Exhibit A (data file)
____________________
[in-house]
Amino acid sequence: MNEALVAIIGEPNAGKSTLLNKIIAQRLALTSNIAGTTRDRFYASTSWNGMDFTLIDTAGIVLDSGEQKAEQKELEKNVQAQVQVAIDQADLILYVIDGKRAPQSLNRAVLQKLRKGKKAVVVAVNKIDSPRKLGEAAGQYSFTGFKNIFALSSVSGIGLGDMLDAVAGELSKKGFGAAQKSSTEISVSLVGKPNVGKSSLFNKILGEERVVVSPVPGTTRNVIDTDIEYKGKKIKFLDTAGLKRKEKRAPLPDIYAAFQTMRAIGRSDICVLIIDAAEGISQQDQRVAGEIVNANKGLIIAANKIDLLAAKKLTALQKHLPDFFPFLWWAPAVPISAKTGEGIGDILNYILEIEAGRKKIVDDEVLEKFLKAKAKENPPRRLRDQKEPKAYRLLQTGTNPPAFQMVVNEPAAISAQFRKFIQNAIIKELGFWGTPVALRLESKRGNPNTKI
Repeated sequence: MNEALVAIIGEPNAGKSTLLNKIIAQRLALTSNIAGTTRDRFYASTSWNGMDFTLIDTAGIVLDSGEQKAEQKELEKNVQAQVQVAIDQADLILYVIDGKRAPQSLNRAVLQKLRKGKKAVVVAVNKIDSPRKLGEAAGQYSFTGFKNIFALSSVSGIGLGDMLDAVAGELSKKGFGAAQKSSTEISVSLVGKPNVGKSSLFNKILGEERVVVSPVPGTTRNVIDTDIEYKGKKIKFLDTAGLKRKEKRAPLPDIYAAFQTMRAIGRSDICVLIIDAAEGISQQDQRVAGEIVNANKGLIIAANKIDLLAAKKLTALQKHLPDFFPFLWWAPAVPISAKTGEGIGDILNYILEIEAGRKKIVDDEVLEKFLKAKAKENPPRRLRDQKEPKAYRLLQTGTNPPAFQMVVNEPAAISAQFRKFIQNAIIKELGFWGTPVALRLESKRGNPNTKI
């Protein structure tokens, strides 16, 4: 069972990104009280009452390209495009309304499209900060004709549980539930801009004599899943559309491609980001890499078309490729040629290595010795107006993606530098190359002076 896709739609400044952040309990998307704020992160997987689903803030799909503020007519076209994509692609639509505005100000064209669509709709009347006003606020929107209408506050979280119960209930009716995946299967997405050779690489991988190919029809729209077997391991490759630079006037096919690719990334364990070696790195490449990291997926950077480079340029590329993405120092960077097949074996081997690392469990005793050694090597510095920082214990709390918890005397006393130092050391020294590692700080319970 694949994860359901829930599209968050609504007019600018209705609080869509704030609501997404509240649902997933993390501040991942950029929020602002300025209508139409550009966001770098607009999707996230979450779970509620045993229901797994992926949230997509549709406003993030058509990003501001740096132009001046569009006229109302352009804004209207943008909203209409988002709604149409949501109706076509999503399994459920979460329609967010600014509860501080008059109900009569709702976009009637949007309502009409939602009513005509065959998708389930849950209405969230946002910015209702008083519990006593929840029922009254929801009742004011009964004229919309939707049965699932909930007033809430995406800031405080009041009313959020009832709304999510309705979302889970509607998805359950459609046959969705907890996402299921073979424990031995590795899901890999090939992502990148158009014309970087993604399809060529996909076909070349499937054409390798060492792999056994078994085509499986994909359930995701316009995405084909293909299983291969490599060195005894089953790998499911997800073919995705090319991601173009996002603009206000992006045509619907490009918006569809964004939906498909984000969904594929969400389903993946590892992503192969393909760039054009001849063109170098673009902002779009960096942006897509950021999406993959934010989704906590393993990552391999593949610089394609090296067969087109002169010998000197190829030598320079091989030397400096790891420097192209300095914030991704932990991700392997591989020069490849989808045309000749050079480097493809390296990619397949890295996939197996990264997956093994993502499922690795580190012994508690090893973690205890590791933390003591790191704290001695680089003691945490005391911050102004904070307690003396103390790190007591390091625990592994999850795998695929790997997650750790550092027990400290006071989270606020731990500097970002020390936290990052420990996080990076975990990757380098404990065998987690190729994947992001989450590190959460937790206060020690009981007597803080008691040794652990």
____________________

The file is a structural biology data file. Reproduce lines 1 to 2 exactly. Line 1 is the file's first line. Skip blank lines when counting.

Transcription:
[in-house]
Amino acid sequence: MNEALVAIIGEPNAGKSTLLNKIIAQRLALTSNIAGTTRDRFYASTSWNGMDFTLIDTAGIVLDSGEQKAEQKELEKNVQAQVQVAIDQADLILYVIDGKRAPQSLNRAVLQKLRKGKKAVVVAVNKIDSPRKLGEAAGQYSFTGFKNIFALSSVSGIGLGDMLDAVAGELSKKGFGAAQKSSTEISVSLVGKPNVGKSSLFNKILGEERVVVSPVPGTTRNVIDTDIEYKGKKIKFLDTAGLKRKEKRAPLPDIYAAFQTMRAIGRSDICVLIIDAAEGISQQDQRVAGEIVNANKGLIIAANKIDLLAAKKLTALQKHLPDFFPFLWWAPAVPISAKTGEGIGDILNYILEIEAGRKKIVDDEVLEKFLKAKAKENPPRRLRDQKEPKAYRLLQTGTNPPAFQMVVNEPAAISAQFRKFIQNAIIKELGFWGTPVALRLESKRGNPNTKI